New Christian Epitaphs from the Fayum


Stelae, Epitaphs, Provenance, Papyrus, Christianity, Naming conventions, Curators, Cataloging, Bibliographic records


On a recent visit to Egypt in February of 2014 as part of the Brigham Young University excavation in the Fayum we were shown some unpublished inscriptions in the storage magazine at Kom Aushim (Karanis) by the curator Mustafa F. Hemeida. Two of the inscriptions particularly caught our attention since they were Greek epitaphs and were clearly Christian because they contained distinct Christian markers such as cross- es and nomina sacra . With the permission of the curator we present here editions of these two inscriptions. Regrettably, however, very little can be said by way of introduction about the discovery and background of the two pieces since the catalogue records at the Kom Aushim Magazine say very little about them; in fact, the catalogue records do not even preserve the dates of acquisition or their provenance.2 Though it might be assumed that they must have come from Karanis, the site of the storage magazine, this cannot be estab- lished; however, it seems safe to assume Fayumic provenance for both pieces since all of the provenanced inscriptions in the storage magazine have come from the Fayum. Furthermore, both inscriptions share some specific parallels with other Christian epitaphs known to have come from the Fayum, which lends additional support to Fayumic prov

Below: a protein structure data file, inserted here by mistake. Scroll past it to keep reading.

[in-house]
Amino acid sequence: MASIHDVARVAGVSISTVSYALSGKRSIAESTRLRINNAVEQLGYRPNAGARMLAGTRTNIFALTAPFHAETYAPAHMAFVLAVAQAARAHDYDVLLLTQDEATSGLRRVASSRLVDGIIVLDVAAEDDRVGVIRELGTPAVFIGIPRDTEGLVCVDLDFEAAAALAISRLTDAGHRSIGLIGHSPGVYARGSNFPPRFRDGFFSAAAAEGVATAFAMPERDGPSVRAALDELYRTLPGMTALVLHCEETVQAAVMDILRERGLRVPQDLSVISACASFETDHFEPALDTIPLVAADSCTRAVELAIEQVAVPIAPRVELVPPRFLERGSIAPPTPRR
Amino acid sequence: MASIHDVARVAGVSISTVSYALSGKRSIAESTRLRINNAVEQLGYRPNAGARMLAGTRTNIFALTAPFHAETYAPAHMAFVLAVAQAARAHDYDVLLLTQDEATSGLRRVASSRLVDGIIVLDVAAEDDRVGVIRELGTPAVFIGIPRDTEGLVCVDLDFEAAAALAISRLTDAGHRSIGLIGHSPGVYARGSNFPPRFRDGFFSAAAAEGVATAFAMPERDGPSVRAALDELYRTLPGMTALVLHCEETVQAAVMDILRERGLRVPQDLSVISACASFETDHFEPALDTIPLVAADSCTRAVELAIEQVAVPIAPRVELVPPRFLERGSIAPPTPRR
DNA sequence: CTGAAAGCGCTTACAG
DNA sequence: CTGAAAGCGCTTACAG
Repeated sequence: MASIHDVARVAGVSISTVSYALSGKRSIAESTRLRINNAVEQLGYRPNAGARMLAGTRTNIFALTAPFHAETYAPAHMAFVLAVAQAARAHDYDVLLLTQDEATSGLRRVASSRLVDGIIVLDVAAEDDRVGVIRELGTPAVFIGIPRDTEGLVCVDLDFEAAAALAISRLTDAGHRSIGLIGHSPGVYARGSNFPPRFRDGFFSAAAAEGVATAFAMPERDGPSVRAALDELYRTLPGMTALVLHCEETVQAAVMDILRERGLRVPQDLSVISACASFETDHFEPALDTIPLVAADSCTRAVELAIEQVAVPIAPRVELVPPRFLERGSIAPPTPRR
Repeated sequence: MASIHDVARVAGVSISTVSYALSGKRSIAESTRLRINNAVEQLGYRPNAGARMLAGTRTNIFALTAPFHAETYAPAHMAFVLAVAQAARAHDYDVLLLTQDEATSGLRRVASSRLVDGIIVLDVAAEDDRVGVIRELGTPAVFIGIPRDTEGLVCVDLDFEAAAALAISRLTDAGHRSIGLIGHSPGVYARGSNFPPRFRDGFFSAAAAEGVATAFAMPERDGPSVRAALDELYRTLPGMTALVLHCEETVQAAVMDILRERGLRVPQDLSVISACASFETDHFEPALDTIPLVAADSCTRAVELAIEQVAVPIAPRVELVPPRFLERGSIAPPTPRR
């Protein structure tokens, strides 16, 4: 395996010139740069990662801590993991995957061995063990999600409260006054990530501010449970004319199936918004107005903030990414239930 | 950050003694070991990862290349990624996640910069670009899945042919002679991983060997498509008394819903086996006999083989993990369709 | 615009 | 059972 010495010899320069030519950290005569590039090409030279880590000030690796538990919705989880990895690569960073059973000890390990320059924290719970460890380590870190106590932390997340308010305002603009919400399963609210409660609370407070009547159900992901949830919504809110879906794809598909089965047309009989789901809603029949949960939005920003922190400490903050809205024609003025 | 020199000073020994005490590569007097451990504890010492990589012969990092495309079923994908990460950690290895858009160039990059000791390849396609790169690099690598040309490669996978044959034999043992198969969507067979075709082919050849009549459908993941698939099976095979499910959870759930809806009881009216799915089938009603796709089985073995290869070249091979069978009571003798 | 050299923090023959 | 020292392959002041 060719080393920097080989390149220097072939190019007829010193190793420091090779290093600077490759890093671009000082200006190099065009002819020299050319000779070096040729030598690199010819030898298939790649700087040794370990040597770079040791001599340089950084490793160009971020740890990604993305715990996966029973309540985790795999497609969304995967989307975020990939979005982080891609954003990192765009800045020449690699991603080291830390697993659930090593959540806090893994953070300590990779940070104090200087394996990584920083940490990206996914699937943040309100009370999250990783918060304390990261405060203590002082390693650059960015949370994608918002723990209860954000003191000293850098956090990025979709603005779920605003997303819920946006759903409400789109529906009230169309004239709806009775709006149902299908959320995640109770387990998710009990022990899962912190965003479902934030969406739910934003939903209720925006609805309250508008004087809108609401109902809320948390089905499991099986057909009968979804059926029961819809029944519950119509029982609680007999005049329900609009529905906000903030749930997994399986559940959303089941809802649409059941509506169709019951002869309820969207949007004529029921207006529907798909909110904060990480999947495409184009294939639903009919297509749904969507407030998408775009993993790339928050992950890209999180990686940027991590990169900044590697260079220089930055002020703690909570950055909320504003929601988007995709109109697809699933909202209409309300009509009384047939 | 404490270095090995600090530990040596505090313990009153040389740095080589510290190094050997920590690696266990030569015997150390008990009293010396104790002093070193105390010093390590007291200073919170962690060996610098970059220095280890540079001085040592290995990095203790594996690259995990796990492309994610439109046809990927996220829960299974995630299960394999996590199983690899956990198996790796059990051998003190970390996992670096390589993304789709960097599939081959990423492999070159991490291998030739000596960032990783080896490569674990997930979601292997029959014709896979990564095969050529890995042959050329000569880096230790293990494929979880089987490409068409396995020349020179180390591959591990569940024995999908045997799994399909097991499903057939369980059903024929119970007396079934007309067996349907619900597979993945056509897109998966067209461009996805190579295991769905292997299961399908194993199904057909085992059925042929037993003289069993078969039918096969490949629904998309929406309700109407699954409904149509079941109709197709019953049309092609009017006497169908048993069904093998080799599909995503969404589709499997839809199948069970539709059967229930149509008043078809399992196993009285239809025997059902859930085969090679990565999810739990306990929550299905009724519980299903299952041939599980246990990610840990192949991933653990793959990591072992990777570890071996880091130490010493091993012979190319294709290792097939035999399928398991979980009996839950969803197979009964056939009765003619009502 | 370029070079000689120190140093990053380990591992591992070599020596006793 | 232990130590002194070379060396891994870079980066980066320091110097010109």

Original Publication Citation

“New Christian Epitaphs from the Fayum.” Zeitschrift für Papyrologie und Epigraphik 193 (2015): 202–206 (with contributions by Mohamed Hussen).

Document Type

Peer-Reviewed Article

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Religious Education


Ancient Scripture

University Standing at Time of Publication

Associate Professor